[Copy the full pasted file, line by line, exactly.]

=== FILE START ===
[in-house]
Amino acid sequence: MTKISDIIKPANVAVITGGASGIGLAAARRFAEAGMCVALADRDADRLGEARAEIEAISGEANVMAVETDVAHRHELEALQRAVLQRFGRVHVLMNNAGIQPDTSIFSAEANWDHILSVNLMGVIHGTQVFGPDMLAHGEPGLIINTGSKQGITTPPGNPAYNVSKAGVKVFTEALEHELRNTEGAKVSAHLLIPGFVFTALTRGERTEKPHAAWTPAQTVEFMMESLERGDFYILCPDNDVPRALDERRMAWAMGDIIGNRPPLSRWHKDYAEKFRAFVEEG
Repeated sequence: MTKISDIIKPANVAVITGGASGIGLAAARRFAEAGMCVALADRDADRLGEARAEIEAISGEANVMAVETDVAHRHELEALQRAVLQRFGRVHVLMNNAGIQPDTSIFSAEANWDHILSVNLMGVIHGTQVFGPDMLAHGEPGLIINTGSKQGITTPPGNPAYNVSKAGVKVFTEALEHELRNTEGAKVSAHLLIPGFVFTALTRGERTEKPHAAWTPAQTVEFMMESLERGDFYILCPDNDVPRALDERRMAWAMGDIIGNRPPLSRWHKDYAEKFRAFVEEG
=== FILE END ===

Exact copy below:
[in-house]
Amino acid sequence: MTKISDIIKPANVAVITGGASGIGLAAARRFAEAGMCVALADRDADRLGEARAEIEAISGEANVMAVETDVAHRHELEALQRAVLQRFGRVHVLMNNAGIQPDTSIFSAEANWDHILSVNLMGVIHGTQVFGPDMLAHGEPGLIINTGSKQGITTPPGNPAYNVSKAGVKVFTEALEHELRNTEGAKVSAHLLIPGFVFTALTRGERTEKPHAAWTPAQTVEFMMESLERGDFYILCPDNDVPRALDERRMAWAMGDIIGNRPPLSRWHKDYAEKFRAFVEEG
Repeated sequence: MTKISDIIKPANVAVITGGASGIGLAAARRFAEAGMCVALADRDADRLGEARAEIEAISGEANVMAVETDVAHRHELEALQRAVLQRFGRVHVLMNNAGIQPDTSIFSAEANWDHILSVNLMGVIHGTQVFGPDMLAHGEPGLIINTGSKQGITTPPGNPAYNVSKAGVKVFTEALEHELRNTEGAKVSAHLLIPGFVFTALTRGERTEKPHAAWTPAQTVEFMMESLERGDFYILCPDNDVPRALDERRMAWAMGDIIGNRPPLSRWHKDYAEKFRAFVEEG